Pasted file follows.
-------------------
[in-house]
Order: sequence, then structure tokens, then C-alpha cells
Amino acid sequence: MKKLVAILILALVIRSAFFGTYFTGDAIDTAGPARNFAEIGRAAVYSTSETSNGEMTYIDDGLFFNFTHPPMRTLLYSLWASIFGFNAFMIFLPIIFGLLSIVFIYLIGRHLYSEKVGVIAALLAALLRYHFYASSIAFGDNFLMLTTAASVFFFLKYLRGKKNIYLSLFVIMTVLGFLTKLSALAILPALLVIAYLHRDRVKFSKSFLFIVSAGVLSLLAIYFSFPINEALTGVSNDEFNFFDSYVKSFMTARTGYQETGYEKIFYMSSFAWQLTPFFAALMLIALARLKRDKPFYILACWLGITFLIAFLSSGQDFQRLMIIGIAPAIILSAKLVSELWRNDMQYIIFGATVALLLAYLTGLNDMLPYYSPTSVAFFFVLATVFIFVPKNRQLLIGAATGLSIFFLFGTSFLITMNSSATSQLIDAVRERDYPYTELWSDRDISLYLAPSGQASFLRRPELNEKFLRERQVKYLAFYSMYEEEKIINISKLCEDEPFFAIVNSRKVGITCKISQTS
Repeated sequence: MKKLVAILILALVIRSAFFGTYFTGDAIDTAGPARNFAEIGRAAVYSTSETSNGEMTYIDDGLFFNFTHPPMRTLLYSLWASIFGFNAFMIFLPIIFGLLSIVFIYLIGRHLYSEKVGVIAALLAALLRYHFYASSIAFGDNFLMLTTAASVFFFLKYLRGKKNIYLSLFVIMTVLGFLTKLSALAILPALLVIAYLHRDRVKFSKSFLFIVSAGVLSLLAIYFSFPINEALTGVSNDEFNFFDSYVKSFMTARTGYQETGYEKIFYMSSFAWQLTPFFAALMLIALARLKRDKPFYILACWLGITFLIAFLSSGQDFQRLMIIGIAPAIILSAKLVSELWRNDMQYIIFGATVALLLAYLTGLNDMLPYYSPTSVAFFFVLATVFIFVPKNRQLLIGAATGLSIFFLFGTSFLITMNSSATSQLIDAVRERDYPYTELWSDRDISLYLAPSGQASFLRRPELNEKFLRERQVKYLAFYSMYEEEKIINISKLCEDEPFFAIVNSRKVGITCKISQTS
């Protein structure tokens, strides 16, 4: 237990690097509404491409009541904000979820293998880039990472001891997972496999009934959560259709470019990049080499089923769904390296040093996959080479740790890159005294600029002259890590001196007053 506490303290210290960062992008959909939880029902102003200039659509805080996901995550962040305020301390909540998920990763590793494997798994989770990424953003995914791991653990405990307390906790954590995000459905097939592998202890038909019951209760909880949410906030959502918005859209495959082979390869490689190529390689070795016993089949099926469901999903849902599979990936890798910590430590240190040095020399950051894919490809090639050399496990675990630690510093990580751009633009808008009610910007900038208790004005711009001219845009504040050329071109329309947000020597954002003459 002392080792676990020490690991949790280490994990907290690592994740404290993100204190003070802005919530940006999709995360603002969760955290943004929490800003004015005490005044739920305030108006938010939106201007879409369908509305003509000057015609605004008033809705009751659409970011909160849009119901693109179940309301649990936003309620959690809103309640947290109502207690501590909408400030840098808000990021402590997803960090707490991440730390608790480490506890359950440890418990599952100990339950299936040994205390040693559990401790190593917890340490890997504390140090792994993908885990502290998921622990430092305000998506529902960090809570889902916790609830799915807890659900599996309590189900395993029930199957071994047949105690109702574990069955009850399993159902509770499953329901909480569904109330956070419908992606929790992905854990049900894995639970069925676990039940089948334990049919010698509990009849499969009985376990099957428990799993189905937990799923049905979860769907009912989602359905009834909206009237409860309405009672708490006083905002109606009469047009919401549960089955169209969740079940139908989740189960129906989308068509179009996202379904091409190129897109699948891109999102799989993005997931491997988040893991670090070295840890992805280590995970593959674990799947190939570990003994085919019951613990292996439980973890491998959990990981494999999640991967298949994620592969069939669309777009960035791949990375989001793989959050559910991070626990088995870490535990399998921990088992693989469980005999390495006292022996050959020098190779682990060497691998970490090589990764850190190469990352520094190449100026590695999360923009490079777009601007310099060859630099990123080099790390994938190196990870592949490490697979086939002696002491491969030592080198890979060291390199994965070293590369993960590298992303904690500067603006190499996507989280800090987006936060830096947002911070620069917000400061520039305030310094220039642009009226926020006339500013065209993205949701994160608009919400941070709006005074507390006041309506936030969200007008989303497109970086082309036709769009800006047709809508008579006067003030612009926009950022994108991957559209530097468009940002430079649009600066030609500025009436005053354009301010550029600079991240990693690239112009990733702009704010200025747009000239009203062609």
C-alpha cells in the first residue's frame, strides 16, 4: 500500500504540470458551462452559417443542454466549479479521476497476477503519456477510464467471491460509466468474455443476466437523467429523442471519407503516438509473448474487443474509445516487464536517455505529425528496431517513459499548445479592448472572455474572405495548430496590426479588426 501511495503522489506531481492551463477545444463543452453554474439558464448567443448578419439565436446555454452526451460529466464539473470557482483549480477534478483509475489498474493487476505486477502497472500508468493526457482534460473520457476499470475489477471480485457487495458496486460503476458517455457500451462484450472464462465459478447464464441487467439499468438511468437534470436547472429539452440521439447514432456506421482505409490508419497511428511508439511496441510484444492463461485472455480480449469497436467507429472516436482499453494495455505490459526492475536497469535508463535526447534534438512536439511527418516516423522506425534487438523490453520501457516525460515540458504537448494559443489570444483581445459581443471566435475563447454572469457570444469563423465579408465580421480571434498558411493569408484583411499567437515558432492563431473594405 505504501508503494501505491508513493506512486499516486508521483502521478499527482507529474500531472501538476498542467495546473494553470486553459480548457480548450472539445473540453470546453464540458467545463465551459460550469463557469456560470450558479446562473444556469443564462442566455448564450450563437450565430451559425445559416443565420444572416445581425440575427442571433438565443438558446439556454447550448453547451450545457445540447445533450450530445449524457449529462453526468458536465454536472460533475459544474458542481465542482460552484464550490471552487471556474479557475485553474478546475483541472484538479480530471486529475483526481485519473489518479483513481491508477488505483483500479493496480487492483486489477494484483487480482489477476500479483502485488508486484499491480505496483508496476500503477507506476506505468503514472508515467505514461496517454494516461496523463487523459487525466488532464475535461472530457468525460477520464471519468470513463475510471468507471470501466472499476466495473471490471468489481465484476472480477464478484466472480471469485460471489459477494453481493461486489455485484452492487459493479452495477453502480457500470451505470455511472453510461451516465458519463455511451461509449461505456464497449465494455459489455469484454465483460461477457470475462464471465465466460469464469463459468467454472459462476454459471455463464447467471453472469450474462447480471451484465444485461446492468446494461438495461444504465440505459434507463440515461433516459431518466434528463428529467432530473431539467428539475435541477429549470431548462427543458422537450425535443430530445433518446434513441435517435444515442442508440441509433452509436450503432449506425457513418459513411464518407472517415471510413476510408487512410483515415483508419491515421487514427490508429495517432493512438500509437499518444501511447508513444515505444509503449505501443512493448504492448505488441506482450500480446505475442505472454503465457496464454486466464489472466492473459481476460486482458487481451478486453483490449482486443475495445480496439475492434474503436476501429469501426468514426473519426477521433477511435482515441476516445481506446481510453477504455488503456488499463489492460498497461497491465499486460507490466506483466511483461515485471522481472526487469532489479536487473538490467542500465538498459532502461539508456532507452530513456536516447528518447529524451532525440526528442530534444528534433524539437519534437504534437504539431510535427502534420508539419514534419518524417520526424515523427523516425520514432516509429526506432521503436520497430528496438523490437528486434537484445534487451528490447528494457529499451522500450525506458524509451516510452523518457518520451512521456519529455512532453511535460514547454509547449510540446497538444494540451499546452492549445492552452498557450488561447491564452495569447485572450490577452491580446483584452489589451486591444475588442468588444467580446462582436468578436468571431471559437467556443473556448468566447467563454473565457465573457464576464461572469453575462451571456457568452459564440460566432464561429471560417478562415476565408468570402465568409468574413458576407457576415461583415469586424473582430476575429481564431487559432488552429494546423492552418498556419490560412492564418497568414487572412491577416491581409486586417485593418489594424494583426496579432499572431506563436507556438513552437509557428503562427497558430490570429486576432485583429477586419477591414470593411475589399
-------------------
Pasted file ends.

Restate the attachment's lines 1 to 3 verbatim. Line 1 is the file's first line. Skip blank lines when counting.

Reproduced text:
[in-house]
Order: sequence, then structure tokens, then C-alpha cells
Amino acid sequence: MKKLVAILILALVIRSAFFGTYFTGDAIDTAGPARNFAEIGRAAVYSTSETSNGEMTYIDDGLFFNFTHPPMRTLLYSLWASIFGFNAFMIFLPIIFGLLSIVFIYLIGRHLYSEKVGVIAALLAALLRYHFYASSIAFGDNFLMLTTAASVFFFLKYLRGKKNIYLSLFVIMTVLGFLTKLSALAILPALLVIAYLHRDRVKFSKSFLFIVSAGVLSLLAIYFSFPINEALTGVSNDEFNFFDSYVKSFMTARTGYQETGYEKIFYMSSFAWQLTPFFAALMLIALARLKRDKPFYILACWLGITFLIAFLSSGQDFQRLMIIGIAPAIILSAKLVSELWRNDMQYIIFGATVALLLAYLTGLNDMLPYYSPTSVAFFFVLATVFIFVPKNRQLLIGAATGLSIFFLFGTSFLITMNSSATSQLIDAVRERDYPYTELWSDRDISLYLAPSGQASFLRRPELNEKFLRERQVKYLAFYSMYEEEKIINISKLCEDEPFFAIVNSRKVGITCKISQTS